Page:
Updated 10/24/12 – 1:13 p.m.

CHICAGO (CBS) — The chairman of the Regional Transportation Authority has made a public apology for using the term “limousine service” to describe the agency’s paratransit service for the disabled.

WBBM Newsradio’s John Cody reports RTA Chairman John Gates told the Daily Herald editorial board Oct. 4 that paratransit is “a limousine service, but it’s a federally mandated limousine service that we have to provide. It’s hugely expensive, but it’s something we have to do. It’s the law. It’s a civil right.”

Since then, the RTA has received a steady series of complaints from riders who use the service.

Marcia Trawinski, a blind paratransit user who was at Wednesday’s RTA board meeting, said Pace paratransit vans are hardly a “limousine service.”

“By no standard is what I use to get from one place to another a limousine service. It is often late, it is a shared ride, it often has poor dispatching, it often has poor tracking, and I am often in a vehicle much longer because I have what we refer to as hostage trips – where we are forced to ride around, even past our destination, until it is actually our turn to be dropped off,” Trawinski said.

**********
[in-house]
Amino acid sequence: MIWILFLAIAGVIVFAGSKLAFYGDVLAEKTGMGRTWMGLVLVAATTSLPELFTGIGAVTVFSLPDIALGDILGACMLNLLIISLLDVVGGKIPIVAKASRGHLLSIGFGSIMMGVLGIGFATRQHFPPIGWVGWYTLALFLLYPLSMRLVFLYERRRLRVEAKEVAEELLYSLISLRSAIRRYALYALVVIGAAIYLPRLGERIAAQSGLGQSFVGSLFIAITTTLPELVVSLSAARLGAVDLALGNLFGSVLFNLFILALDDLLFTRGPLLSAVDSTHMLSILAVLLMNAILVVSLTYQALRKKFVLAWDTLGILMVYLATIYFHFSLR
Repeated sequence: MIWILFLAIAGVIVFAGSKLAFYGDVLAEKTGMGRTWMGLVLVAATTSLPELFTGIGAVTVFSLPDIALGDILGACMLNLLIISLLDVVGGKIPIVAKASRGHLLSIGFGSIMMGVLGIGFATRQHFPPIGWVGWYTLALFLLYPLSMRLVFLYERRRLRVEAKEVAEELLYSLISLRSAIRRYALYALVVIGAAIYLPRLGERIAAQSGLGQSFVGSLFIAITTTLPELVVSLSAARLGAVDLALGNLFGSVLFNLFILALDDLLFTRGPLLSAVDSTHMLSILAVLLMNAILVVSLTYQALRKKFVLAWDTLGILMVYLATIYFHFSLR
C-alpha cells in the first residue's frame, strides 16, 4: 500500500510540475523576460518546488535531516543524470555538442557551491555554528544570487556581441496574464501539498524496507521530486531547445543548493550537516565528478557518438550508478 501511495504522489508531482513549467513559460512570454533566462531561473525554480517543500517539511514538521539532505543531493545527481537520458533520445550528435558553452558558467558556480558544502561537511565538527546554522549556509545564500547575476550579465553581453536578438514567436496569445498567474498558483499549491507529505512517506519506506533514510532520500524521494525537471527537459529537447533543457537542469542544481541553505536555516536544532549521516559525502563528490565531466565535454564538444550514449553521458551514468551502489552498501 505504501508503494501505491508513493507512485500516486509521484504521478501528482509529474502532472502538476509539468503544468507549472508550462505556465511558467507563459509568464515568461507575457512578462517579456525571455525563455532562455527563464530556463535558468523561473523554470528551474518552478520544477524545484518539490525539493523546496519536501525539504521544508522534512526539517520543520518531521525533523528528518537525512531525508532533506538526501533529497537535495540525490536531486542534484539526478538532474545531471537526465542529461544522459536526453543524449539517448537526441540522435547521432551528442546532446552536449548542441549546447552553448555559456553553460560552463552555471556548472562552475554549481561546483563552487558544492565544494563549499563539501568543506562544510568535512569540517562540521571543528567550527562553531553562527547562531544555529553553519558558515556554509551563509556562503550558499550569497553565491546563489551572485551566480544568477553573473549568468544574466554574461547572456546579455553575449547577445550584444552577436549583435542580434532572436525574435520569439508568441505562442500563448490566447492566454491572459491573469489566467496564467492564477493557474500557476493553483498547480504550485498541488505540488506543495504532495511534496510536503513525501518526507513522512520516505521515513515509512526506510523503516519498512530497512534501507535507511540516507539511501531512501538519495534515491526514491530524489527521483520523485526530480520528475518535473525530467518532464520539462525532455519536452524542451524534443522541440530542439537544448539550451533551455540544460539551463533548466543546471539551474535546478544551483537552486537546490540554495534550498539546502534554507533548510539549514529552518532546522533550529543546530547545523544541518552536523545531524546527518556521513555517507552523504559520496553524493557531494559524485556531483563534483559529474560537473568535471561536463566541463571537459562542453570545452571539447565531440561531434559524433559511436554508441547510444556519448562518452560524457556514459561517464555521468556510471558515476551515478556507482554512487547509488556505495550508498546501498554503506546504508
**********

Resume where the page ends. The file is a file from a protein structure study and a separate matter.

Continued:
LISTEN: WBBM Newsradio’s John Cody Reports

Gates apologized during the meeting for comparing the paratransit program to a limo service.

Gates said his remark was “off the cuff and thoughtless.

“In my haste, I completely misspoke and I apologize,” he said. “My comments were inappropriate and unfortunately could be misconstrued to suggest bias against the disabled community. Nothing could be further from the truth.”

He said he was using the term limousine service not to imply luxury, but to describe handicapped paratransit as more expensive than street corner bus service.

“I tried to clarify the differing operating dynamics by using a metaphor that compared on-call limousine service to the scheduled transit service,” Gates said.

Gates said he’s especially sensitive to needs of the handicapped since his own father is blind. He also noted that, in the original interview, he said public transit for the handicapped is a civil right.

Disabled riders who attended the meeting said Gates sounded sincere in his apology, but they want to see proof of performance in the way the RTA handles paratransit service in the future.

Paratransit users pay $3 a ride, but the actual cost of the service is many times that. It is budgeted in 2013 at a tentative $136 million.

That’s a huge increase from the $71 million that was budgeted in 2006, when Pace took over from the CTA the obligation to provide paratransit service in the city and immediately adjacent suburbs, where more than 80 percent of paratransit rides take place.

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